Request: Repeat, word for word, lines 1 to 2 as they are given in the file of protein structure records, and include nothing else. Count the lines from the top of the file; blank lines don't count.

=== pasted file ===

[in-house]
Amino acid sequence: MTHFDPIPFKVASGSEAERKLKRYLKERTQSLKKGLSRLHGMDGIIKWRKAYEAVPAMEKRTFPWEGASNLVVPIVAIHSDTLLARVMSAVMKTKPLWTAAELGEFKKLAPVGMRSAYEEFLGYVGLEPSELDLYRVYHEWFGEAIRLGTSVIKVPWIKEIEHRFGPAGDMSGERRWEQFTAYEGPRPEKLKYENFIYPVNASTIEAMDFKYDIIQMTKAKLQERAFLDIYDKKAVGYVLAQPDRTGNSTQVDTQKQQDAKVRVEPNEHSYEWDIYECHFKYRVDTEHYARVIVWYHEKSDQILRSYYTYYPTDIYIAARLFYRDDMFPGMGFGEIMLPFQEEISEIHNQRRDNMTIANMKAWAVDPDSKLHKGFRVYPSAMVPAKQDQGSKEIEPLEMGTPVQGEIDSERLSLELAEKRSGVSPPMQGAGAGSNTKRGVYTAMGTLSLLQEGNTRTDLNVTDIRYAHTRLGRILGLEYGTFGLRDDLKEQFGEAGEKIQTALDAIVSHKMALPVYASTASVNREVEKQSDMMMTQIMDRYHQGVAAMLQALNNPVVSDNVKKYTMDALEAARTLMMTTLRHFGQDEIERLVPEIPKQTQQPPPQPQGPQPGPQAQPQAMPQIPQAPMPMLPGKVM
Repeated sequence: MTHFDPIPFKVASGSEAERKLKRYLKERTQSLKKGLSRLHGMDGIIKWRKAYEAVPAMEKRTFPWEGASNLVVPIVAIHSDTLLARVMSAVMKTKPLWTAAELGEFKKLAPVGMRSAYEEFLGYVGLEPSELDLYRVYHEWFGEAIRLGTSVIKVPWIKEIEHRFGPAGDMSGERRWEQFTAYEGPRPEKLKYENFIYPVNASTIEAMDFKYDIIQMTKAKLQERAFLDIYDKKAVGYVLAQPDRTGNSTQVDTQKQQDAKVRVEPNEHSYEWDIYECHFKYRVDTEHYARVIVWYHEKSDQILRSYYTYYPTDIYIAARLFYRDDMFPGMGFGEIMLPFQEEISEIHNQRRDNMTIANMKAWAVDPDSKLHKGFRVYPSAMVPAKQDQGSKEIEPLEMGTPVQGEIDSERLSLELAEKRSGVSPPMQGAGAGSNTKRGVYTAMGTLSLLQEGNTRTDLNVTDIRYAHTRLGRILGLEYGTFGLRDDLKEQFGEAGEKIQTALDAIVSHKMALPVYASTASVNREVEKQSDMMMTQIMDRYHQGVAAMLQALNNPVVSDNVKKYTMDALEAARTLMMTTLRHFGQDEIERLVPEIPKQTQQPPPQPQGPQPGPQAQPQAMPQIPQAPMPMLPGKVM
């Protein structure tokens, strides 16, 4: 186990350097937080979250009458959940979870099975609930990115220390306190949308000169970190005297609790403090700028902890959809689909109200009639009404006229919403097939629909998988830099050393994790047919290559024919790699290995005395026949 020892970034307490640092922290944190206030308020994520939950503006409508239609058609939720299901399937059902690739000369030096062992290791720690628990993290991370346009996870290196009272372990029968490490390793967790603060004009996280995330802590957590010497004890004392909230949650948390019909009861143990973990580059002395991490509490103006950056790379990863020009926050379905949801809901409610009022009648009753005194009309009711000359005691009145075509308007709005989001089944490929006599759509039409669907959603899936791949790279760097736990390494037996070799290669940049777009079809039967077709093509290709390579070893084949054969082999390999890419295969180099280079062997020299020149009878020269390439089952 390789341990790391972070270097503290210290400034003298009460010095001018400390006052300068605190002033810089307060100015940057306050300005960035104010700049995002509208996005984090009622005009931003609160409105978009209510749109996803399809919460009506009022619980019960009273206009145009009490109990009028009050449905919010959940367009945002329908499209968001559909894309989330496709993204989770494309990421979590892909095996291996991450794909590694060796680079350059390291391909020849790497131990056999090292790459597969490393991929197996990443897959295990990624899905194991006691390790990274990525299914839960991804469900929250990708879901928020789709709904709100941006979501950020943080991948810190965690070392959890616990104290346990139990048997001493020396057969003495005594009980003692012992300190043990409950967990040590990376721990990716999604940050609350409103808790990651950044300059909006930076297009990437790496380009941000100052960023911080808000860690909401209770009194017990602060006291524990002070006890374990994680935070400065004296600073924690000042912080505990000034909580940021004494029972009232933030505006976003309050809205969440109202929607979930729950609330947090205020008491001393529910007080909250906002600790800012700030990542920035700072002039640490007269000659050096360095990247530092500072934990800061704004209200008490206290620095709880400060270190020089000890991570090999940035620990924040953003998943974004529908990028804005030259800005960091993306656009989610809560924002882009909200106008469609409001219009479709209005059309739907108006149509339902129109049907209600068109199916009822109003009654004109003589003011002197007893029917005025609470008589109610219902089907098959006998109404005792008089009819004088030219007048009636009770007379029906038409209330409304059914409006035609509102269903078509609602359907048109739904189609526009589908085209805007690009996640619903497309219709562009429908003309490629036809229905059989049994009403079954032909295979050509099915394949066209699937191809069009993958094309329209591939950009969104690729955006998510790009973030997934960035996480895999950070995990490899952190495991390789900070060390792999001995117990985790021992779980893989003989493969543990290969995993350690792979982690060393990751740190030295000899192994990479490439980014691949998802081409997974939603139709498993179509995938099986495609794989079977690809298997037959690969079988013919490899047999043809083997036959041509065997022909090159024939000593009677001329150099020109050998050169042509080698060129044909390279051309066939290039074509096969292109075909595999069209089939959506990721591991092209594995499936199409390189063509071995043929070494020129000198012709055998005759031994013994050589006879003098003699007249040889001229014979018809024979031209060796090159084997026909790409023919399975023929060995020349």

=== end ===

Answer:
[in-house]
Amino acid sequence: MTHFDPIPFKVASGSEAERKLKRYLKERTQSLKKGLSRLHGMDGIIKWRKAYEAVPAMEKRTFPWEGASNLVVPIVAIHSDTLLARVMSAVMKTKPLWTAAELGEFKKLAPVGMRSAYEEFLGYVGLEPSELDLYRVYHEWFGEAIRLGTSVIKVPWIKEIEHRFGPAGDMSGERRWEQFTAYEGPRPEKLKYENFIYPVNASTIEAMDFKYDIIQMTKAKLQERAFLDIYDKKAVGYVLAQPDRTGNSTQVDTQKQQDAKVRVEPNEHSYEWDIYECHFKYRVDTEHYARVIVWYHEKSDQILRSYYTYYPTDIYIAARLFYRDDMFPGMGFGEIMLPFQEEISEIHNQRRDNMTIANMKAWAVDPDSKLHKGFRVYPSAMVPAKQDQGSKEIEPLEMGTPVQGEIDSERLSLELAEKRSGVSPPMQGAGAGSNTKRGVYTAMGTLSLLQEGNTRTDLNVTDIRYAHTRLGRILGLEYGTFGLRDDLKEQFGEAGEKIQTALDAIVSHKMALPVYASTASVNREVEKQSDMMMTQIMDRYHQGVAAMLQALNNPVVSDNVKKYTMDALEAARTLMMTTLRHFGQDEIERLVPEIPKQTQQPPPQPQGPQPGPQAQPQAMPQIPQAPMPMLPGKVM